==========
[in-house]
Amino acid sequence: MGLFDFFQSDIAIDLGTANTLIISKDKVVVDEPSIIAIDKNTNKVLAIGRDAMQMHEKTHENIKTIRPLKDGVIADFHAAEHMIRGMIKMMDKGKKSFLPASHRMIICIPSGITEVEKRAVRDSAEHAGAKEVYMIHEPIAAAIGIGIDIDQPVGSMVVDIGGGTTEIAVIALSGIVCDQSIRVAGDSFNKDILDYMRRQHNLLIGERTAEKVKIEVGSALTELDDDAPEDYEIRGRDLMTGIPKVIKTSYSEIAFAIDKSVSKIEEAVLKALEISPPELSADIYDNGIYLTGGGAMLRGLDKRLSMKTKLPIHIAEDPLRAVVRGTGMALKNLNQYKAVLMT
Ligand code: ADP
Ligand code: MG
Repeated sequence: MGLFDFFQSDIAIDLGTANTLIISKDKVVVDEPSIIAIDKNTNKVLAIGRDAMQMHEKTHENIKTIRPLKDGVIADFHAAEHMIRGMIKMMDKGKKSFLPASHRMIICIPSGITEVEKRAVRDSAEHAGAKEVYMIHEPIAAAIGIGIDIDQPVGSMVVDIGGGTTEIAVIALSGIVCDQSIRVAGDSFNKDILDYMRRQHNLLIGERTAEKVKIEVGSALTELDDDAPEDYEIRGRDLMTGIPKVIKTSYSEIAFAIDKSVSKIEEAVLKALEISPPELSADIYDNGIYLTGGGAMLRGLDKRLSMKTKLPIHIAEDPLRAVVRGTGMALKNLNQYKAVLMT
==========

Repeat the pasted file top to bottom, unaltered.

[in-house]
Amino acid sequence: MGLFDFFQSDIAIDLGTANTLIISKDKVVVDEPSIIAIDKNTNKVLAIGRDAMQMHEKTHENIKTIRPLKDGVIADFHAAEHMIRGMIKMMDKGKKSFLPASHRMIICIPSGITEVEKRAVRDSAEHAGAKEVYMIHEPIAAAIGIGIDIDQPVGSMVVDIGGGTTEIAVIALSGIVCDQSIRVAGDSFNKDILDYMRRQHNLLIGERTAEKVKIEVGSALTELDDDAPEDYEIRGRDLMTGIPKVIKTSYSEIAFAIDKSVSKIEEAVLKALEISPPELSADIYDNGIYLTGGGAMLRGLDKRLSMKTKLPIHIAEDPLRAVVRGTGMALKNLNQYKAVLMT
Ligand code: ADP
Ligand code: MG
Repeated sequence: MGLFDFFQSDIAIDLGTANTLIISKDKVVVDEPSIIAIDKNTNKVLAIGRDAMQMHEKTHENIKTIRPLKDGVIADFHAAEHMIRGMIKMMDKGKKSFLPASHRMIICIPSGITEVEKRAVRDSAEHAGAKEVYMIHEPIAAAIGIGIDIDQPVGSMVVDIGGGTTEIAVIALSGIVCDQSIRVAGDSFNKDILDYMRRQHNLLIGERTAEKVKIEVGSALTELDDDAPEDYEIRGRDLMTGIPKVIKTSYSEIAFAIDKSVSKIEEAVLKALEISPPELSADIYDNGIYLTGGGAMLRGLDKRLSMKTKLPIHIAEDPLRAVVRGTGMALKNLNQYKAVLMT